reflective / sundry

A response to Leelah Alcorn, and for all teenagers convinced their death might mean more than their life

I was once one of you. My life felt worthless because I was trapped by a tyrannical father who cut me off from friends and support in every way he could. I was also luckier than most, because I had a supportive mother and step-father.

I don’t know the particular agony of being a trans kid, struggling with gender dysphoria  and the usual teenage self-hatred while your parents tell you how you feel is just wrong and you need to be cured.

But there are better ways to promote gender studies and even to “fix society” than stepping in front of a truck (which, by the way, makes another person an instrument of your death, and that’s a burden they have to carry for the rest of their life; not that you should kill yourself any other way, either, because however you do it, you’re going to leave behind a lifetime of trauma for all those who knew and loved you. That damage is going to outweigh any good you hope to achieve for the cause to which you dedicate your death, because guess what: suicide begets suicide).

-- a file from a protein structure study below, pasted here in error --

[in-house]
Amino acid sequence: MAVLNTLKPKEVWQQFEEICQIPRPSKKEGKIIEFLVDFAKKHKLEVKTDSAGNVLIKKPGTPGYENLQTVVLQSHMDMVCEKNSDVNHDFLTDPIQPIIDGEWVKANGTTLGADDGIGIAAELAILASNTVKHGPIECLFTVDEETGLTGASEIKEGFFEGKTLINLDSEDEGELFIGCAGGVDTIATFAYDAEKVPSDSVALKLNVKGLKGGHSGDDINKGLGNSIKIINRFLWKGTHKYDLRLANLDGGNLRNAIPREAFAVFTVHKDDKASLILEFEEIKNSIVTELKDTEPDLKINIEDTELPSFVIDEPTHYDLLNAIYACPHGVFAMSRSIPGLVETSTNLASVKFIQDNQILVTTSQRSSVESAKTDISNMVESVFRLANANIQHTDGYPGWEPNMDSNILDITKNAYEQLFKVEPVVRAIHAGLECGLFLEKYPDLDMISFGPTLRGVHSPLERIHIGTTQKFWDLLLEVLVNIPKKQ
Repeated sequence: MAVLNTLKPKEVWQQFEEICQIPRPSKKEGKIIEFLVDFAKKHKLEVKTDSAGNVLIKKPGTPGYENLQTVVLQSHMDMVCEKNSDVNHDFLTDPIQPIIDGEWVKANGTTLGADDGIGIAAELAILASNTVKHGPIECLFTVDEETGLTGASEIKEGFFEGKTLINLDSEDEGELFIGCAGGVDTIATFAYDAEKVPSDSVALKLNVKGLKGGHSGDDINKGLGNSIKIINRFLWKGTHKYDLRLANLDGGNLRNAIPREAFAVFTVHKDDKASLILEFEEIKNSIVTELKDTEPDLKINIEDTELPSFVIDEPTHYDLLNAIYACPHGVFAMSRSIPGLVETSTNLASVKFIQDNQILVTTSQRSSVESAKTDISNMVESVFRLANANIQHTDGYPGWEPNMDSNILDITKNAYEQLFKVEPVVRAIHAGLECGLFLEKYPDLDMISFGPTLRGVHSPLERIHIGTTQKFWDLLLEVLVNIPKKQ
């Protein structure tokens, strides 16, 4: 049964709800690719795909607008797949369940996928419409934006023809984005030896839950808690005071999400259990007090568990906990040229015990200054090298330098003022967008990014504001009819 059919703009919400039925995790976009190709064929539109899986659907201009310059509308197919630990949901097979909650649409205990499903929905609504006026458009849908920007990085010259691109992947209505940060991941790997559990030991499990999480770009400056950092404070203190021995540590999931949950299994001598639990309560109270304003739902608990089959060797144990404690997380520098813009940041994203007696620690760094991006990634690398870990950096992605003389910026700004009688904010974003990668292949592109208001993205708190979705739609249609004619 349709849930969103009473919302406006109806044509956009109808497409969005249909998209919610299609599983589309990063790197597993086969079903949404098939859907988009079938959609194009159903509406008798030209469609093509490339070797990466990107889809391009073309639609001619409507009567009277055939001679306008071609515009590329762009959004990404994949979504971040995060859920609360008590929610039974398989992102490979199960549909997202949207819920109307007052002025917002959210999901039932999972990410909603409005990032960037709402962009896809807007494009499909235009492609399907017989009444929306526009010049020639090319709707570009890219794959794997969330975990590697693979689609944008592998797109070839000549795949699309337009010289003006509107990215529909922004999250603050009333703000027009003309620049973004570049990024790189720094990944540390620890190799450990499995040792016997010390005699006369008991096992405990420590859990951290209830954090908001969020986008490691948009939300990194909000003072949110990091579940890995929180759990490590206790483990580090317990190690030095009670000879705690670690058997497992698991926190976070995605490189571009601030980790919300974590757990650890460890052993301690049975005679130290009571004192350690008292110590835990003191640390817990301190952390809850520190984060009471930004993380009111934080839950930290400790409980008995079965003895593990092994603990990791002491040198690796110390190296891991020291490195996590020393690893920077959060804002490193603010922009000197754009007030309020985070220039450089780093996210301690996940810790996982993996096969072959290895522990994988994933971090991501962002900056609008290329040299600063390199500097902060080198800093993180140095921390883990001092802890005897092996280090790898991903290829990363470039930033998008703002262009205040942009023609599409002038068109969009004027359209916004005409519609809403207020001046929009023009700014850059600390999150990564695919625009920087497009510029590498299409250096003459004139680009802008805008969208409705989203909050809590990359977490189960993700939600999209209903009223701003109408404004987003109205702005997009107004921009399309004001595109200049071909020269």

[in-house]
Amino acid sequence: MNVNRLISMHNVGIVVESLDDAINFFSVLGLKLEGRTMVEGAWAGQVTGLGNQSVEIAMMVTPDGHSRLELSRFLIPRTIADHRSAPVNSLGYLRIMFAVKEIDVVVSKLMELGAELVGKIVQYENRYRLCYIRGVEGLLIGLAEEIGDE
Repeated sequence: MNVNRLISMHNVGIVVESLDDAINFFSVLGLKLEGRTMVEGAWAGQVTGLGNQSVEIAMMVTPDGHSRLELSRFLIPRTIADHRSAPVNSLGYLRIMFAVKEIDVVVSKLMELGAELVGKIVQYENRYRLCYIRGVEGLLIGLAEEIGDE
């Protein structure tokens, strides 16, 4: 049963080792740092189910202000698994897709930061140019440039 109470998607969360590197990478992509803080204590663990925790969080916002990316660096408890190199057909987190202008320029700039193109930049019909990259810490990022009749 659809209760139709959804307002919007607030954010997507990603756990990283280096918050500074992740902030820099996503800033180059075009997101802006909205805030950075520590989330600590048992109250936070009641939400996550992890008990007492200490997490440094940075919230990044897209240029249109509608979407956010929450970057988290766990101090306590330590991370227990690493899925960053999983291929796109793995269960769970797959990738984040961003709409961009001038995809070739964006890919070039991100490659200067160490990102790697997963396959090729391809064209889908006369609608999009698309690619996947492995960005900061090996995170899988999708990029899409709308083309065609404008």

Living is a better way to achieve those goals.

And the best way to spite parents you don’t like is to escape them, make your own life and family, and commit your life and resources to those exact issues you care about most, that are life and death to you.

Leelah’s death was a tragedy in every sense, all the more so because it was needless, and here’s one good example of why: #RealLiveTransAdult (A good collection of such stories.)

Another movement I’d really like to see come out of this: a specific organization for Christian parents, to educate and support them about having a trans kid (or any kid flouting traditional gender roles, or hell, behaving any way they don’t like) in a way they’d understand and appreciate. This would also provide a truly beneficial support group for the kid that the parent can approve.

Yes, Leelah’s parents made some awful mistakes, but we are all victims of our ignorance and upbringing. And demonizing their demographic does nothing to help their kids, present and future.

ETA: I should have been clearer this post is not directed at the trans community. I’m thinking of all at-risk teens. Also I corrected my misuse of (body) “dysmorphia” when I meant (gender) “dysphoria.” Here’s one article on the difference.

Leave a Reply

Fill in your details below or click an icon to log in: Logo

You are commenting using your account. Log Out /  Change )

Google photo

You are commenting using your Google account. Log Out /  Change )

Twitter picture

You are commenting using your Twitter account. Log Out /  Change )

Facebook photo

You are commenting using your Facebook account. Log Out /  Change )

Connecting to %s